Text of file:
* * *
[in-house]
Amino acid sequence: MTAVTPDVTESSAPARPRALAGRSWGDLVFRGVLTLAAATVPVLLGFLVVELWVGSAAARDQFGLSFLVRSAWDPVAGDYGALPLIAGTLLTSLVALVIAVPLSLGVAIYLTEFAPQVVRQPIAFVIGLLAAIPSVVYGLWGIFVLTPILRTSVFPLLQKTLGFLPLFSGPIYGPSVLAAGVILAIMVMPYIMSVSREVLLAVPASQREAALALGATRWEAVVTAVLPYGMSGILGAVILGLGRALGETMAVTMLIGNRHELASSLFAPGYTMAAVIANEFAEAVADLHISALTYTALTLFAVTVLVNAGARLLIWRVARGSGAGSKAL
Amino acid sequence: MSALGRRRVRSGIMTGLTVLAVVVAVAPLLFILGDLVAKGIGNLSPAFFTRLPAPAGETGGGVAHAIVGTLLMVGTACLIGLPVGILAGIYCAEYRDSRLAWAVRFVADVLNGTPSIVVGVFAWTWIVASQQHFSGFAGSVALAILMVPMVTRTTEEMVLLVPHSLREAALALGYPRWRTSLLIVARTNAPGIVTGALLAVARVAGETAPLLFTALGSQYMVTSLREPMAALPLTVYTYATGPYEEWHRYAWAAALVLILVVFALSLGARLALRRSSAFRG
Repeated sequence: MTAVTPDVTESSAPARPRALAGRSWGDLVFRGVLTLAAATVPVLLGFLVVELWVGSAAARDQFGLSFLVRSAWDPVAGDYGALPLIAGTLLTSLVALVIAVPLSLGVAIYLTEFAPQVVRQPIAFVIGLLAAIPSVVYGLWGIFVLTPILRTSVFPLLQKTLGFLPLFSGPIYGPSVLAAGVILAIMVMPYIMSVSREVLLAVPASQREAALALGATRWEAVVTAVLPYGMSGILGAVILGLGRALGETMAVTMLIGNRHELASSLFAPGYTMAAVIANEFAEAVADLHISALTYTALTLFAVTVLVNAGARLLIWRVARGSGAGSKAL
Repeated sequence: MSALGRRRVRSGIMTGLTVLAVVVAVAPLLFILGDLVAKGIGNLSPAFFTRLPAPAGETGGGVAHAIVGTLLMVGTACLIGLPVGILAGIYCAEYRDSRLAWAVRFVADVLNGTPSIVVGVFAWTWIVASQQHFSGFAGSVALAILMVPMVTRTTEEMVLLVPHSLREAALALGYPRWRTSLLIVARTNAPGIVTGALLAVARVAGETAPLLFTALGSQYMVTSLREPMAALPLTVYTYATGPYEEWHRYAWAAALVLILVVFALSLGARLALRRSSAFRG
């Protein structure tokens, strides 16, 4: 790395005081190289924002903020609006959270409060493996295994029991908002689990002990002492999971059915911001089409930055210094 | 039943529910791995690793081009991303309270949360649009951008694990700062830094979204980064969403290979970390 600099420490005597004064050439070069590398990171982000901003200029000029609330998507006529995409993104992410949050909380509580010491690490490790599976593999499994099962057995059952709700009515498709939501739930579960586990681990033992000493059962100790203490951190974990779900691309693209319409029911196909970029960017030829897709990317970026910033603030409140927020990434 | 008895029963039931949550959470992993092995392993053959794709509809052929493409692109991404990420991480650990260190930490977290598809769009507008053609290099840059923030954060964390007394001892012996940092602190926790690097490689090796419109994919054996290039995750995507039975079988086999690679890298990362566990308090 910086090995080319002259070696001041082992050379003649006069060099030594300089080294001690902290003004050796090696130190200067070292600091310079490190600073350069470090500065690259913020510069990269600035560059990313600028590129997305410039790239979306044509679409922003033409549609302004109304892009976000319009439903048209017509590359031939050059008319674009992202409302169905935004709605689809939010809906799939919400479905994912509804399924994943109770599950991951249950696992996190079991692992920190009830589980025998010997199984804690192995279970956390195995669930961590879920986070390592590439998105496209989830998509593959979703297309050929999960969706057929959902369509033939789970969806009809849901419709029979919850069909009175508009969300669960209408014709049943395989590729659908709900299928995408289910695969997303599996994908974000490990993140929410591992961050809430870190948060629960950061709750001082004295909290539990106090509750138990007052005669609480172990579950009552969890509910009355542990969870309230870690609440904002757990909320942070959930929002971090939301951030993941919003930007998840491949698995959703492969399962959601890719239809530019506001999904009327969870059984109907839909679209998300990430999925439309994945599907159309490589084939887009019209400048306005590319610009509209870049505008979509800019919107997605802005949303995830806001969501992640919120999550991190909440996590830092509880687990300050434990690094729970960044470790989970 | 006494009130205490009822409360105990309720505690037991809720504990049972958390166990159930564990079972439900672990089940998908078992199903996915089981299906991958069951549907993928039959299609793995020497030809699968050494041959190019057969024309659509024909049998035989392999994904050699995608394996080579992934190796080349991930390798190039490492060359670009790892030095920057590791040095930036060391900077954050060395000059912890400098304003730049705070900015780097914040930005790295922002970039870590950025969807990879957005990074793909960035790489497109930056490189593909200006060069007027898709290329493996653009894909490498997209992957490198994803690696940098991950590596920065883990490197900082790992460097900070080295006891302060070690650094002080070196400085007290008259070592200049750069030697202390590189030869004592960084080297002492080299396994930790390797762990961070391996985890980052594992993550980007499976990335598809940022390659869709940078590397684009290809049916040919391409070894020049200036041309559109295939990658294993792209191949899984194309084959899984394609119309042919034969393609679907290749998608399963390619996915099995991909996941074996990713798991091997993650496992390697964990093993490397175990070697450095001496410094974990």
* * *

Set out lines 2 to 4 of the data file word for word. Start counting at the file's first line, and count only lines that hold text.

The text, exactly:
Amino acid sequence: MTAVTPDVTESSAPARPRALAGRSWGDLVFRGVLTLAAATVPVLLGFLVVELWVGSAAARDQFGLSFLVRSAWDPVAGDYGALPLIAGTLLTSLVALVIAVPLSLGVAIYLTEFAPQVVRQPIAFVIGLLAAIPSVVYGLWGIFVLTPILRTSVFPLLQKTLGFLPLFSGPIYGPSVLAAGVILAIMVMPYIMSVSREVLLAVPASQREAALALGATRWEAVVTAVLPYGMSGILGAVILGLGRALGETMAVTMLIGNRHELASSLFAPGYTMAAVIANEFAEAVADLHISALTYTALTLFAVTVLVNAGARLLIWRVARGSGAGSKAL
Amino acid sequence: MSALGRRRVRSGIMTGLTVLAVVVAVAPLLFILGDLVAKGIGNLSPAFFTRLPAPAGETGGGVAHAIVGTLLMVGTACLIGLPVGILAGIYCAEYRDSRLAWAVRFVADVLNGTPSIVVGVFAWTWIVASQQHFSGFAGSVALAILMVPMVTRTTEEMVLLVPHSLREAALALGYPRWRTSLLIVARTNAPGIVTGALLAVARVAGETAPLLFTALGSQYMVTSLREPMAALPLTVYTYATGPYEEWHRYAWAAALVLILVVFALSLGARLALRRSSAFRG
Repeated sequence: MTAVTPDVTESSAPARPRALAGRSWGDLVFRGVLTLAAATVPVLLGFLVVELWVGSAAARDQFGLSFLVRSAWDPVAGDYGALPLIAGTLLTSLVALVIAVPLSLGVAIYLTEFAPQVVRQPIAFVIGLLAAIPSVVYGLWGIFVLTPILRTSVFPLLQKTLGFLPLFSGPIYGPSVLAAGVILAIMVMPYIMSVSREVLLAVPASQREAALALGATRWEAVVTAVLPYGMSGILGAVILGLGRALGETMAVTMLIGNRHELASSLFAPGYTMAAVIANEFAEAVADLHISALTYTALTLFAVTVLVNAGARLLIWRVARGSGAGSKAL